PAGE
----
CLEARFIELD -- Utah Division of Wildlife Resources officials now know what caused hundreds of birds to die in Clearfield a week before Christmas; however, there are still several unanswered questions.
Phil Douglass, the DWR conservation outreach manager for Northern Utah, said the toxicology results -- received Wednesday, from birds sent to a lab in Logan -- show the birds died after being exposed to Starlicide, a poison used primarily for starling population control.
"The thing that's tricky about the situation is there are two formulas of this Starlicide. One is commercial grade (used by the government) and the other is public grade, and there is no way of determining what grade it was," Douglass said. "So we know what it was, we just don't know where it came from."
Starlicide is a trade name for a chemical available to the public that is chemically similar to DRC-1339 -- a chemical salt -- used by Wildlife Services. The DRC-1339 is stronger than the Starlicide made available to the public in some states. Starlicide is not available to the pubic in Utah.
Douglass said Starlicide takes effect 24 hours after being administered.
"The one good thing about it is it's a relatively safe chemical," said Leslie McFarlane, DWR's wildlife disease program coordinator. "When a bird consumes (the Starlicide), it metabolizes fully in the bird's stomach. So if a dog eats the dead carcass, it won't have any effect on the dog."
Who administered the poison is still a mystery.
Clearfield officials cleaned up approximately 400 dead European starlings after the birds were discovered Dec. 18 in Kiwanis Park, 300 N. Vine St. While DWR investigated the deaths, no one took responsibility for poisoning the birds.
Mike Linnell, federal program director at Animal and Wildlife Damage Prevention Services, said his agency did not treat any birds in Clearfield.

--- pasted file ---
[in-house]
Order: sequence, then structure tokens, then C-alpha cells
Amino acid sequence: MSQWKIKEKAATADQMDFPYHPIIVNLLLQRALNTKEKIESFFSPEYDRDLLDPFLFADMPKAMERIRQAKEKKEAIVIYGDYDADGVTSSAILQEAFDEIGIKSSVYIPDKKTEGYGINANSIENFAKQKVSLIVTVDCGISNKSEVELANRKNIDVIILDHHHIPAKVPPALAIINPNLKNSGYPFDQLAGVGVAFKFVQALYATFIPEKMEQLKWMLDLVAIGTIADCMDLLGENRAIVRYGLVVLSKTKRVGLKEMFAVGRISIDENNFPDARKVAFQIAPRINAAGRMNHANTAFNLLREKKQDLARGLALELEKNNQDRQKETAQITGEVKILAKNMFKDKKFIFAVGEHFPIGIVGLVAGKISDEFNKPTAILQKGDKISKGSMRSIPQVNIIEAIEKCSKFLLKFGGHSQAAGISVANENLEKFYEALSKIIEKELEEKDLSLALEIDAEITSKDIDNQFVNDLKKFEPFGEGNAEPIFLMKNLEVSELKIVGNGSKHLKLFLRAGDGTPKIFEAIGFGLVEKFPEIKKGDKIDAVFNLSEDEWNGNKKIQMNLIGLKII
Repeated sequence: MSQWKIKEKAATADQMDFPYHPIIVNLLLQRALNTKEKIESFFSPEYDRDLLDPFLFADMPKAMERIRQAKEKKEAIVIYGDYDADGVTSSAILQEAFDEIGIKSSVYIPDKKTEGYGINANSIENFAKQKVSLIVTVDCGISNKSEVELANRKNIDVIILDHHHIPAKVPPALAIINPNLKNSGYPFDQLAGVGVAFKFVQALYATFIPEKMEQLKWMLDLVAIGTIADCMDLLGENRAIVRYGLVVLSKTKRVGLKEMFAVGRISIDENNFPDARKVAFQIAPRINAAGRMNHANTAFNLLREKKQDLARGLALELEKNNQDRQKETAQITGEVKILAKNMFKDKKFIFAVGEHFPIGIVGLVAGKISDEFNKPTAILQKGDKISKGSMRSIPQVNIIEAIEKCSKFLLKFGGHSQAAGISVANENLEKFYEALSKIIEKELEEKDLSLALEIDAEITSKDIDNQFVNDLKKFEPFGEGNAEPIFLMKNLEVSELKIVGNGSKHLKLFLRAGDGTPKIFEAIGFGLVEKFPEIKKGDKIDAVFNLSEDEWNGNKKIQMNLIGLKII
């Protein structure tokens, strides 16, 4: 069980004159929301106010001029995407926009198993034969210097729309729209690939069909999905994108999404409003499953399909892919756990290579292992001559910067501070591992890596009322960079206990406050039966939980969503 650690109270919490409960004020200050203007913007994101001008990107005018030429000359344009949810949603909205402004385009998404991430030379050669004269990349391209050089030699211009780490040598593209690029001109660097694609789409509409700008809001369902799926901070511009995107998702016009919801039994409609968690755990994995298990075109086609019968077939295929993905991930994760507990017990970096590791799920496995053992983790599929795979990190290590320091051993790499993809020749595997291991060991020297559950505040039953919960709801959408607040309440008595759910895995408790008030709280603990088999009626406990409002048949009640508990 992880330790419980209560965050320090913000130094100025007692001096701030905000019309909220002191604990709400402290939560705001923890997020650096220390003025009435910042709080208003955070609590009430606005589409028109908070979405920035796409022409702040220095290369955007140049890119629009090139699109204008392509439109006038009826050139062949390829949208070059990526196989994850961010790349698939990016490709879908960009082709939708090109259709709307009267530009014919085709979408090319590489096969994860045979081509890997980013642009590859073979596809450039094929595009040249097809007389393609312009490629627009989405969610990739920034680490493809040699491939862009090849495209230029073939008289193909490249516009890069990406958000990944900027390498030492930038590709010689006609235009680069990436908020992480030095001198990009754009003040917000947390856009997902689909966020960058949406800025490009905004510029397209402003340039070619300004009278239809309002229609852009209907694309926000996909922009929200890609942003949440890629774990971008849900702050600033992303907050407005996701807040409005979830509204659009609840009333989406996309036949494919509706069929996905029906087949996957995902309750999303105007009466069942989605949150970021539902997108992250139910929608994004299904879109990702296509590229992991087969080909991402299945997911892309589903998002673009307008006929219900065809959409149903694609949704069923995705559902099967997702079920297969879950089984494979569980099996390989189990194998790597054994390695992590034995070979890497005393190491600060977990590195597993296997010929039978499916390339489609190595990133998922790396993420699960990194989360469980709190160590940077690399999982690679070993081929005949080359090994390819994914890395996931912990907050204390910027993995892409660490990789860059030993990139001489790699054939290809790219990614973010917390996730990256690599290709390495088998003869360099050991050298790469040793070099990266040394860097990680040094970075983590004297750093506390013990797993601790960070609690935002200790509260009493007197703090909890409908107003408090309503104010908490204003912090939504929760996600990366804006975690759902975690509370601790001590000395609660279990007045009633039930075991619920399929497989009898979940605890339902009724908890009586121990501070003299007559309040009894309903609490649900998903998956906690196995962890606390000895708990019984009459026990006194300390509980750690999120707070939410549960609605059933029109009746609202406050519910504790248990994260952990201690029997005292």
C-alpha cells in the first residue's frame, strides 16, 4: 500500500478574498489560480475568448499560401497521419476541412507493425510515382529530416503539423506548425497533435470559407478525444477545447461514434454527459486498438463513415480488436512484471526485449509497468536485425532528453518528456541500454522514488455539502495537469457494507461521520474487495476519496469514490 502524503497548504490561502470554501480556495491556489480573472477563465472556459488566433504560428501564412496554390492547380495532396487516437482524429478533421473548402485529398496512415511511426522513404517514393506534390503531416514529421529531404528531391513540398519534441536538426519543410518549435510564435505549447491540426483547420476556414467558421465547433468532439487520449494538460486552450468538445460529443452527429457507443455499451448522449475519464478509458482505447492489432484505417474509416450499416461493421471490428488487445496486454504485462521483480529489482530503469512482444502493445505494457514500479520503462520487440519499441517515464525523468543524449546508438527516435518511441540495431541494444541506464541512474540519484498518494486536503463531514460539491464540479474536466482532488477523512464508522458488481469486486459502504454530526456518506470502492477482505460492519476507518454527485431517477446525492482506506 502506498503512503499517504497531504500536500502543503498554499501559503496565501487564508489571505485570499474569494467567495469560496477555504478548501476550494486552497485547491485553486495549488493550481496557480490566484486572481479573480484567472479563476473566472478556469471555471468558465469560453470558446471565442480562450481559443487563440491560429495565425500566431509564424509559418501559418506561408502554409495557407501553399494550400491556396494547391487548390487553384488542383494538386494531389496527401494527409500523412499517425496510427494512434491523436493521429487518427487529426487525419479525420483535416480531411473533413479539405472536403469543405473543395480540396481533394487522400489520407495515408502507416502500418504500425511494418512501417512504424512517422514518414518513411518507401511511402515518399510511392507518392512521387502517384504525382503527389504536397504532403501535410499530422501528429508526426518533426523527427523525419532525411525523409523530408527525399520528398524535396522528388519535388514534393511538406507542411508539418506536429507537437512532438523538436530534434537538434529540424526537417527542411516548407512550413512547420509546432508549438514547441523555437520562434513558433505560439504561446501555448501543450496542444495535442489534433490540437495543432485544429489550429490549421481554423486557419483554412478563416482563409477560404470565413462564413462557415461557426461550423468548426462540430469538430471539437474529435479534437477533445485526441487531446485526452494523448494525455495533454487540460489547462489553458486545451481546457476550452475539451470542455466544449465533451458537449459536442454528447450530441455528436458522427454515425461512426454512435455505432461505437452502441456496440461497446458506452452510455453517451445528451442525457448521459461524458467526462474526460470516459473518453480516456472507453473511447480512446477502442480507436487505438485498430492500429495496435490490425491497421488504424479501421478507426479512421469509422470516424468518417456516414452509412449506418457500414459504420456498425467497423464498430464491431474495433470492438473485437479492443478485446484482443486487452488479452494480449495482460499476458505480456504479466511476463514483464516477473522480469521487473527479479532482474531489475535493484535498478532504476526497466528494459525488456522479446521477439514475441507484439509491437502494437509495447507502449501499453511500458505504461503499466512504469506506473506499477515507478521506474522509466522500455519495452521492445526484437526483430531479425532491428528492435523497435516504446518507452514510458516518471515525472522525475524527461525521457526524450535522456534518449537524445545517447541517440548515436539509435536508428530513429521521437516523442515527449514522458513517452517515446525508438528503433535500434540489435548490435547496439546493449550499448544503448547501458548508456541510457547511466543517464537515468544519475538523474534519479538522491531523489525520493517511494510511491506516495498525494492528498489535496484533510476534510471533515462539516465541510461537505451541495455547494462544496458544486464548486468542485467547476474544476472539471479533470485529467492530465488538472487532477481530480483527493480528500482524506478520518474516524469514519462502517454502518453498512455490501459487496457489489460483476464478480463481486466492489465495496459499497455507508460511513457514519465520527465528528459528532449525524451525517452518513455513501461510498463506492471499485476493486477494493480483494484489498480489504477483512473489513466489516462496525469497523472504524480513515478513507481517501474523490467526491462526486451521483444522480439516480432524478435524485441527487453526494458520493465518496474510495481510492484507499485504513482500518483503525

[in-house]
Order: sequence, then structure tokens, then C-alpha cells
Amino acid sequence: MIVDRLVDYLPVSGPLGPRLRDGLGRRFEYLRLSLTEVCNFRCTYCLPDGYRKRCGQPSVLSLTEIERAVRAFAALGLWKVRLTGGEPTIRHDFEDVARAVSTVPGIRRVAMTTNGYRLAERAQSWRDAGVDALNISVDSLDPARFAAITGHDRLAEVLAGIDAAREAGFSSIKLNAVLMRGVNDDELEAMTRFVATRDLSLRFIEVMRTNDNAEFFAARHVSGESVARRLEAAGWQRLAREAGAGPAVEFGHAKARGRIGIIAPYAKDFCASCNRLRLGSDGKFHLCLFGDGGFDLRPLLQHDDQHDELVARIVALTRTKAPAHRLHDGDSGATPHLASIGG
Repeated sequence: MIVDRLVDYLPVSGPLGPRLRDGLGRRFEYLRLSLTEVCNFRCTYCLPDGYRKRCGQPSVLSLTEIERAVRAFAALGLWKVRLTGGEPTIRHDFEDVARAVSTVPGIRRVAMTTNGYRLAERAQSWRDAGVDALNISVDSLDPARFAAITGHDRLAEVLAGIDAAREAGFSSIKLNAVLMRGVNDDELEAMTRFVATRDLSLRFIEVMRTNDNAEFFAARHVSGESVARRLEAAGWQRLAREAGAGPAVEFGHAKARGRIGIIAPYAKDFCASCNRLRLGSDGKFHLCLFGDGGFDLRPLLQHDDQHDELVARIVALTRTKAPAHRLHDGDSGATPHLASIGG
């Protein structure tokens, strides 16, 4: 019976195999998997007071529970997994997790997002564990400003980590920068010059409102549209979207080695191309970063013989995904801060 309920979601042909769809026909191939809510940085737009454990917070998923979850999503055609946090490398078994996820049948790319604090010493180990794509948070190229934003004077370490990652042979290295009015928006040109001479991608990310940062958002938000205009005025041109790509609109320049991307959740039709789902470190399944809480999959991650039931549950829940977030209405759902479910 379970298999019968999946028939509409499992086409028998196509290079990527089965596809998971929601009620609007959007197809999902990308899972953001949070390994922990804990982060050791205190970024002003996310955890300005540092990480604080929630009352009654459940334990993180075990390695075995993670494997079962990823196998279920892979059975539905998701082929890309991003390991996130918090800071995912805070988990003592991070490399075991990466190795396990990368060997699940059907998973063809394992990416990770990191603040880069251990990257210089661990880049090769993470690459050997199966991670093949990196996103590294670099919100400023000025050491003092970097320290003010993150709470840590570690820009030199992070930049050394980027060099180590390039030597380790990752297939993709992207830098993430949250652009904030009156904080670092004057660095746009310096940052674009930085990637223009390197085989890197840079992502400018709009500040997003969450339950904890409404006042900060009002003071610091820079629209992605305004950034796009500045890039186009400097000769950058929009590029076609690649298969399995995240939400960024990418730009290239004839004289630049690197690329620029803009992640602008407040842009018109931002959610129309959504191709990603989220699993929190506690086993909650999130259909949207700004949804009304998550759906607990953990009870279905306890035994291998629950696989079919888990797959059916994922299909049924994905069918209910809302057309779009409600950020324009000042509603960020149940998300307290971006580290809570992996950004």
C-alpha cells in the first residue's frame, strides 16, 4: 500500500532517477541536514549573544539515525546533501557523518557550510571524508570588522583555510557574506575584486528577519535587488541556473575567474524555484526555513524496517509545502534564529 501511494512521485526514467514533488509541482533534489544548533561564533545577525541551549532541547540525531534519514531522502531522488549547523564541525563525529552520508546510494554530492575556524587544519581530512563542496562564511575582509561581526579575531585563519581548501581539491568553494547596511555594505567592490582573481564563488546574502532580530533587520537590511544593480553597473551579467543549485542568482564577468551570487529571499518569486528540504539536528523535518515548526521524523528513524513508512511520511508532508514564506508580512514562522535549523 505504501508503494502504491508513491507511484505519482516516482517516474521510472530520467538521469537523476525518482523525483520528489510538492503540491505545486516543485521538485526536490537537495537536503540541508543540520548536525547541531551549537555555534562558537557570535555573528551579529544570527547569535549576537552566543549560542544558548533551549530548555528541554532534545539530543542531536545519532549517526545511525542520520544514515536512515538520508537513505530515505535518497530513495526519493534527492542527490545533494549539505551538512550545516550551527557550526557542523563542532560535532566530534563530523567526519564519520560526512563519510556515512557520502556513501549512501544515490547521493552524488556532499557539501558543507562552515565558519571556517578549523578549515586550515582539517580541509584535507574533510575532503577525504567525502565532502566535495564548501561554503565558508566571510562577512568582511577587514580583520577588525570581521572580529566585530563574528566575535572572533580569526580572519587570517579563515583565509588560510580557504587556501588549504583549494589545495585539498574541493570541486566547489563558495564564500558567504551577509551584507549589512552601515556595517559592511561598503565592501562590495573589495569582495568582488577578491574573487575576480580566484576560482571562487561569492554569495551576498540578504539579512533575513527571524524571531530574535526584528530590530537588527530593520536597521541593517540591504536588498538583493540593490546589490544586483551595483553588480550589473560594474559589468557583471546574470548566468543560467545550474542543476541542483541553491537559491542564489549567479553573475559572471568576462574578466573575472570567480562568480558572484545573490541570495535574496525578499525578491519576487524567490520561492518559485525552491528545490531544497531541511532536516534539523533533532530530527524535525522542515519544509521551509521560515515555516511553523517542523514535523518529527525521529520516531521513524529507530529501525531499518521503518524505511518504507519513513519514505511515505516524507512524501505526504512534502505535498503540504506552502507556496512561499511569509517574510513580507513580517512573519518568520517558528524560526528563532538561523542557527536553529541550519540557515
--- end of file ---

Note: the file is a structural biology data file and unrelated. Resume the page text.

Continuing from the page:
Starlicide is not licensed for public use in Utah. However, there are ways for the public to obtain the chemical in other states in which the chemical is registered.
DWR officials can only speculate on whether someone bought the Starlicide out of state and then used it near Clearfield.
Douglass said, "That is just a possibility, but there is no way to substantiate that."
Adding to the mystery are 40 more dead European starlings that were found in Clinton on Wednesday. Douglass said these dead birds are exhibiting different symptoms than the ones found in Clearfield on Dec. 18.
"These (birds) had blood around their eyes and mouth," Douglass said. "We recommend that people don't handle them. And if they do, they should wear gloves and double-bag the carcasses and keep pets and children away."
DWR officials sent a few of those dead birds to the lab in Logan for a toxicology report. Because the people behind the bird deaths are unknown, DWR officials are concerned for other wildlife and public safety.
"While the starlings can overpopulate, and reductions are not a bad thing for starlings, what's causing that is a concern and we're trying to find that out," Douglass said.